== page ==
While I sleep, I decide that I will use two double pork loins invisibly sewn together and trimmed to approximate the muscle size of Izzard’s thigh, boned.  I figure I will need 4 roasts per page of dialogue to cover the number of takes. In the morning, I read the new pages in time to see I need 6 to 8 roasts. Ettie and Victoria (my assistants) and I spend the next 16 hours stitching loins together, rolling sheets of clay, pinching clay into vine leaves and roasting eight complete thighs, each wrapped tightly in its own clay coffin. One bursts in the oven, so I have seven camera-ready beauties by 4am - just enough time to grab a nap before I  drive to set in time for the scene.
Video Village where producers and directors cluster around monitors to watch the scenes as they are being shot. Everyone has wandered off momentarily because we are frantically injecting water into the roast with a syringe so it will run with juice when Mads slices it on camera. Why frantically? The clay keeps plugging up the needle.

     The kitchen scenes of Hannibal preparing the roast are TBS (to be scheduled). They don't get on the schedule til just before our second hiatus. Worry about matching those thighs later! There's a party scene going on....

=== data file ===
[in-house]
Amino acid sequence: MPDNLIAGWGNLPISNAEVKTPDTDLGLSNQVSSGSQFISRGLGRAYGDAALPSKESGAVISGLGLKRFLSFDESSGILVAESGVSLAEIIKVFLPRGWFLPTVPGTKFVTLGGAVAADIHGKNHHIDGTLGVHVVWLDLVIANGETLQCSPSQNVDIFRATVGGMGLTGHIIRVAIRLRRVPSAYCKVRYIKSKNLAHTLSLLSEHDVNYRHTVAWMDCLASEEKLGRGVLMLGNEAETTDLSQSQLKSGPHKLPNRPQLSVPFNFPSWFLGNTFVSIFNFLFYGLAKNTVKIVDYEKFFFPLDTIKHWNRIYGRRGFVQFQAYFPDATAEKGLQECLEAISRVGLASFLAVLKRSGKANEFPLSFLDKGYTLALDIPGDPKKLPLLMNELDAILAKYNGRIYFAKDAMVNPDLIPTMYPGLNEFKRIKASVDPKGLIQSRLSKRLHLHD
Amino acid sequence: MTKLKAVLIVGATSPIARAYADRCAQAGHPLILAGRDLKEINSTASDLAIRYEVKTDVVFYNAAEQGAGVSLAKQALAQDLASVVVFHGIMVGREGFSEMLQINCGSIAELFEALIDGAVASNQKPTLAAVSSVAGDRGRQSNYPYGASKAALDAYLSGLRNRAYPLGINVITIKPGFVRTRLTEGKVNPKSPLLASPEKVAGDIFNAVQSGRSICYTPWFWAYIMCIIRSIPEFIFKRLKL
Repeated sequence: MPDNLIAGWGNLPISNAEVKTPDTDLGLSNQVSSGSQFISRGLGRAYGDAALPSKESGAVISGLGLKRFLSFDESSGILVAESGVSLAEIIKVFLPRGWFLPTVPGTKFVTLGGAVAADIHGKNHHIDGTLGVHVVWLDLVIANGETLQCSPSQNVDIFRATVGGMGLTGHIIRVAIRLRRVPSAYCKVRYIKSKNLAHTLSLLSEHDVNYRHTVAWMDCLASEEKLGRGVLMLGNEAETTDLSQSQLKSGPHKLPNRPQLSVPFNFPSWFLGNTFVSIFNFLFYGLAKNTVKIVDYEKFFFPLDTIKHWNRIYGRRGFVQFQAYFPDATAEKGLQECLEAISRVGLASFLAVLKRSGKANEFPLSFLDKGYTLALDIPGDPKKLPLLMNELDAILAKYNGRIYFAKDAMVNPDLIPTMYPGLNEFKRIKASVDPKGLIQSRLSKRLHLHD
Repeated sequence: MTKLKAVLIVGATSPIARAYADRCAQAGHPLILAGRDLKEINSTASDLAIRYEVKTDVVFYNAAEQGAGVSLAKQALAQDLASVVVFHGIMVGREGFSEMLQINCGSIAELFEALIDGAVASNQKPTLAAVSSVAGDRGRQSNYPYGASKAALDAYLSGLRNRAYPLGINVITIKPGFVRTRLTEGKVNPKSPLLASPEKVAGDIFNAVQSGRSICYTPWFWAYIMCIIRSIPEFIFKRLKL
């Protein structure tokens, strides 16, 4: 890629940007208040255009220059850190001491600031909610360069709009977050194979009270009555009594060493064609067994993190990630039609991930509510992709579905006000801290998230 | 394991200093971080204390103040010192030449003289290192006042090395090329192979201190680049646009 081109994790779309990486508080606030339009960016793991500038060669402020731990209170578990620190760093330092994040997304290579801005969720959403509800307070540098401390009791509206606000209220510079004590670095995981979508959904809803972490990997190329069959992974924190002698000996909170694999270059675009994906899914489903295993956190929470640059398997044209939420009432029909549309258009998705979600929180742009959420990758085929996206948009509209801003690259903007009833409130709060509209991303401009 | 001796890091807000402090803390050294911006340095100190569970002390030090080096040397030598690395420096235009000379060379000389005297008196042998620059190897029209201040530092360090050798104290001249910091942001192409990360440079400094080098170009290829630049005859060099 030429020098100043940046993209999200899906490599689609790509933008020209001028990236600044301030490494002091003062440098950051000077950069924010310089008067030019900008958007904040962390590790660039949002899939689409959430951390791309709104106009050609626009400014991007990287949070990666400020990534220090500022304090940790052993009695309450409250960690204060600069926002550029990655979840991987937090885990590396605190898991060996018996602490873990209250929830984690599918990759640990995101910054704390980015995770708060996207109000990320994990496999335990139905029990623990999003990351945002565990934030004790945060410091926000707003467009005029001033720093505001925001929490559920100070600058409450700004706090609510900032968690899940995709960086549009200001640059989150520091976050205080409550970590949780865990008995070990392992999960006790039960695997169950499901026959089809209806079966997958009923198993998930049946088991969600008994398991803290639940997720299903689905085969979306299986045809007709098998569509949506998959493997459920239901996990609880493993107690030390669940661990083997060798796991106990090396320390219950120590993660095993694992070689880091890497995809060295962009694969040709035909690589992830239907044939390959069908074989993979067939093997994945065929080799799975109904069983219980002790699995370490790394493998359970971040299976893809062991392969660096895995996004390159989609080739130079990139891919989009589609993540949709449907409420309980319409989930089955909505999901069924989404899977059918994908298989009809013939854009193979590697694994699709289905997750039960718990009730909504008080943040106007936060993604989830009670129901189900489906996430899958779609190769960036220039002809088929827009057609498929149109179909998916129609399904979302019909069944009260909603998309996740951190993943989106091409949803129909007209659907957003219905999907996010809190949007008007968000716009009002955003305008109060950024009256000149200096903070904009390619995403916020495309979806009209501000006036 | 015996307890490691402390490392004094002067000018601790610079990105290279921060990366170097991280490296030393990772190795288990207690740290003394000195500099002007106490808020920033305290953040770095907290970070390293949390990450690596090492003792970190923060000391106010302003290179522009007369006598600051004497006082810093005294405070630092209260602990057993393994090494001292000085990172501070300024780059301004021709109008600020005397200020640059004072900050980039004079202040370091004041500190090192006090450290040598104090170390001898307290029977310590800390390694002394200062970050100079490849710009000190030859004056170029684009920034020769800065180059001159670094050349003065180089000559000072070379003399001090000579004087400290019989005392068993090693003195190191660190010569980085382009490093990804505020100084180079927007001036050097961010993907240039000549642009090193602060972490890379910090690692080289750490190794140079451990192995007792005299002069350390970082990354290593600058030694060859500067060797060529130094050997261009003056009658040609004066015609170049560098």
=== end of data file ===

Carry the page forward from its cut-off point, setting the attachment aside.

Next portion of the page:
In the foreground, a tray of Heart Tartare in Filo Flowers waits to go to set

Enough of thighs and sighs-- on to the party for a feeding friendy!

     While the thighs have been roasting, the script for the party scene has changed from a sit-down dinner to a cocktail party. From a food stylist’s point of view, a cocktail party scene is the best. You get to do several extravagant pieces-montees for the central table and pretty decorated trays of hors d’oeuvres for the waiters to carry around the room, each morsel a jewel presented to the guests. Not like a sit-down dinner with crazy resets and keeping track of what each guest has on his plate for the dozen-plus takes of a dinner scene.